Louis Veeck Jr.
Profiles of Valor
The last owner to purchase a Major League Baseball franchise without an independent fortune was William Louis Veeck Jr., a trailblazer in the front office and a hero on the battlefield. He started his career in baseball as a popcorn vendor for the Chicago Cubs and a part-time concession salesman for the Chicago White Sox. He would go on to work his way up the professional ladder, becoming the owner of the Cleveland Indians, the St. Louis Browns, and the Chicago White Sox.
Veeck’s innovative efforts in baseball began before he ever owned a team. In 1937, he came up with the idea to plant ivy on the walls of Wrigley Field while he was working for the Cubs. He attempted to buy the Philadelphia Phillies and stack the team with star players from the Negro Leagues but was shot down by the commissioner of the National League. He signed Larry Doby to the Cleveland Indians, who broke the American League’s color barrier in July of that same year. During his time with the Indians, Veeck famously moved the fence depending on who the Indians were playing, forcing Major League Baseball to establish a rule prohibiting the movement of the outfield fence during the season.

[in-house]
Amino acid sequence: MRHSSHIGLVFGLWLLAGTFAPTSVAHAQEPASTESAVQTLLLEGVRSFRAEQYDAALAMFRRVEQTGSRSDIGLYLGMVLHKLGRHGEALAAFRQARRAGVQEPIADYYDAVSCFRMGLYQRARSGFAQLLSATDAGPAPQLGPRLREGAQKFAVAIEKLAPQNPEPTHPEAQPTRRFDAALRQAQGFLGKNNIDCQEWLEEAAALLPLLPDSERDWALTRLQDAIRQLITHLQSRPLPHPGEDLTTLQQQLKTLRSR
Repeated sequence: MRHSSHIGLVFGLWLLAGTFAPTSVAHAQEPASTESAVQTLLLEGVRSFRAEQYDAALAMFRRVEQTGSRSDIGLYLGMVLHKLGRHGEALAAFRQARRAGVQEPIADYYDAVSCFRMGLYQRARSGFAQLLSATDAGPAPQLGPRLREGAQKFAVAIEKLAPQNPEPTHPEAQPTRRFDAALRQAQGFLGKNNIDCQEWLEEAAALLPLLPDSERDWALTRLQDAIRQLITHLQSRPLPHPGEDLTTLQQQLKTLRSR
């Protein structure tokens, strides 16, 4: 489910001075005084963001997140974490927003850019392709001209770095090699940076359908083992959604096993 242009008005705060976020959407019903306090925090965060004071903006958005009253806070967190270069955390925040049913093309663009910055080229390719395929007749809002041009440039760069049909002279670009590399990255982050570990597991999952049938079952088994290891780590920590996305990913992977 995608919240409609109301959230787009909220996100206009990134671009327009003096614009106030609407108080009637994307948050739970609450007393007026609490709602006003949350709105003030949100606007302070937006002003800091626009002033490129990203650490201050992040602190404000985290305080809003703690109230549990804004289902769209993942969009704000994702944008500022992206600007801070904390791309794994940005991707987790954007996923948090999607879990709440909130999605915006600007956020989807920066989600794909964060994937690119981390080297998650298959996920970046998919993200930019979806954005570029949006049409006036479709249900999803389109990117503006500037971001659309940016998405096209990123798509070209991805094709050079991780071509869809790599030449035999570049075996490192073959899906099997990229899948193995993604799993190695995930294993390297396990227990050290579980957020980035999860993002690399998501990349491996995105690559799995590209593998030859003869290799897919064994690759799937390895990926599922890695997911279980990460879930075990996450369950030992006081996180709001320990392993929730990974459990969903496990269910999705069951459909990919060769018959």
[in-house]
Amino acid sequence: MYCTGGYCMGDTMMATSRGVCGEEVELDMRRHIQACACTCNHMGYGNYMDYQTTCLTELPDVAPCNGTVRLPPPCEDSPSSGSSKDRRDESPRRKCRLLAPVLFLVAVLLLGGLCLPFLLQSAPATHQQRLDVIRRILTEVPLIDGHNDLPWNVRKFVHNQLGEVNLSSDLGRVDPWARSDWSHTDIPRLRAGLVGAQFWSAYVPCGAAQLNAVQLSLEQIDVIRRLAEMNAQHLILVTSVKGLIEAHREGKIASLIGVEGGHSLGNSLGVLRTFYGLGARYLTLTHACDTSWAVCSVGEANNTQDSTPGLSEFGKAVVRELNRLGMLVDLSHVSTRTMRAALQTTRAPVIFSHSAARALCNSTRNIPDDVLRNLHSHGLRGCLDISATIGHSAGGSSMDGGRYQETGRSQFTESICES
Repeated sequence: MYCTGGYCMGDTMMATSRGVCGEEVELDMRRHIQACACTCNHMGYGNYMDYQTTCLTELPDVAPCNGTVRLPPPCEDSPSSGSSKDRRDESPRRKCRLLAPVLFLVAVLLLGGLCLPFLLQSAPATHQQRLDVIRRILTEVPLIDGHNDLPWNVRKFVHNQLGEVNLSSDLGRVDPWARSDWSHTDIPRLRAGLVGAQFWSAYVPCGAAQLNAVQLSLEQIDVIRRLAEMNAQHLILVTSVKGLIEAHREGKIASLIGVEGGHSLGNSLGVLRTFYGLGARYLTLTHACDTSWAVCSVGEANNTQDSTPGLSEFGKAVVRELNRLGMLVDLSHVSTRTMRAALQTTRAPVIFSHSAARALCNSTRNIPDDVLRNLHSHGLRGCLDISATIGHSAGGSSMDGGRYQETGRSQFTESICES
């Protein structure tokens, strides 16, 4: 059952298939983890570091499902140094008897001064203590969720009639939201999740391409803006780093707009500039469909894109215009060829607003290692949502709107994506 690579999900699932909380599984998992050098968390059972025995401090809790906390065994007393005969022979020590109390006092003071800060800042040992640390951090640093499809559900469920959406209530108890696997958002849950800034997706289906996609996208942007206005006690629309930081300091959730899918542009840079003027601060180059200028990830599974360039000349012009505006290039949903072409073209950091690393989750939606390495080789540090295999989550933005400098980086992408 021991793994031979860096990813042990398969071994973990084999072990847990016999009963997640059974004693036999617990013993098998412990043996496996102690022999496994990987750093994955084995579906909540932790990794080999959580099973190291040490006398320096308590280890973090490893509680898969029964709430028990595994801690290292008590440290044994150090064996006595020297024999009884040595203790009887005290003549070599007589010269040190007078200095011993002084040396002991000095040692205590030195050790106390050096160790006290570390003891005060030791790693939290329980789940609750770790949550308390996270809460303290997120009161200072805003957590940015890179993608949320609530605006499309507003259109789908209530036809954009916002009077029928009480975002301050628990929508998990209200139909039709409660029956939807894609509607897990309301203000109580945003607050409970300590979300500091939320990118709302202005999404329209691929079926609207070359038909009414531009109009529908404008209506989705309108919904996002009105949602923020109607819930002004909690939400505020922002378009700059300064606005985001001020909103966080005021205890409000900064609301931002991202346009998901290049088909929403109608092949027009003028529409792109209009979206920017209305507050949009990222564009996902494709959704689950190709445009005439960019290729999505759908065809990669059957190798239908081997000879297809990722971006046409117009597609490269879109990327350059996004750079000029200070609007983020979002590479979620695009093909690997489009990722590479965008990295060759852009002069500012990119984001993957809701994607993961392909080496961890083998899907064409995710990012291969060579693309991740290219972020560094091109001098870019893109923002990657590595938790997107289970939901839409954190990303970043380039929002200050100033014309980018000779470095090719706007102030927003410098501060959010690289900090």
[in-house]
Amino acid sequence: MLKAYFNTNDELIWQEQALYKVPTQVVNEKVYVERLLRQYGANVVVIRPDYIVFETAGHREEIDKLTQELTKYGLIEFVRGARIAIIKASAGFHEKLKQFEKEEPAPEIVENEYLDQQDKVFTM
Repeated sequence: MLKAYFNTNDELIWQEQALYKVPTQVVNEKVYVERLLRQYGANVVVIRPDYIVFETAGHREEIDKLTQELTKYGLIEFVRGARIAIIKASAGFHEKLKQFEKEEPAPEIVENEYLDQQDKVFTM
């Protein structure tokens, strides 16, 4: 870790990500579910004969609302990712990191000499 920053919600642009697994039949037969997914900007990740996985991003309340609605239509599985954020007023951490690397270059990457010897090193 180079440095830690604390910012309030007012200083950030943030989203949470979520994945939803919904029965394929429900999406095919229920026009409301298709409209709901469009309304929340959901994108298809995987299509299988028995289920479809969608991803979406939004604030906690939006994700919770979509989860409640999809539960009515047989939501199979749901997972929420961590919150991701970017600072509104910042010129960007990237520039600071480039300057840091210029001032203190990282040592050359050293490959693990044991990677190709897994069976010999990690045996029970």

In an attempt to move the Cardinals out of St. Louis, Veeck purchased the St. Louis Browns in 1951, hiring Cardinal greats and decorating Sportsman’s Park, the shared home of the Cardinals and Browns, exclusively with Browns memorabilia. In 1959, Bill Veeck purchased the Chicago White Sox and introduced a number of new innovations to increase attendance, such as shooting off fireworks after home runs, expanding the scoreboard, and adding players’ surnames to the back of their jerseys.
Despite being eligible for deferment from military service, Veeck enlisted in the United States Marine Corps in 1943 and demanded to be shipped to a war zone. He was sent to Guadalcanal in the Solomon Islands where he lost his leg after a recoiling artillery pieced crushed it.
He rose to the rank of Private First-Class USMC and received a Purple Heart for his service from 1943-1946. Bill Veeck personified heroism in both baseball and battle.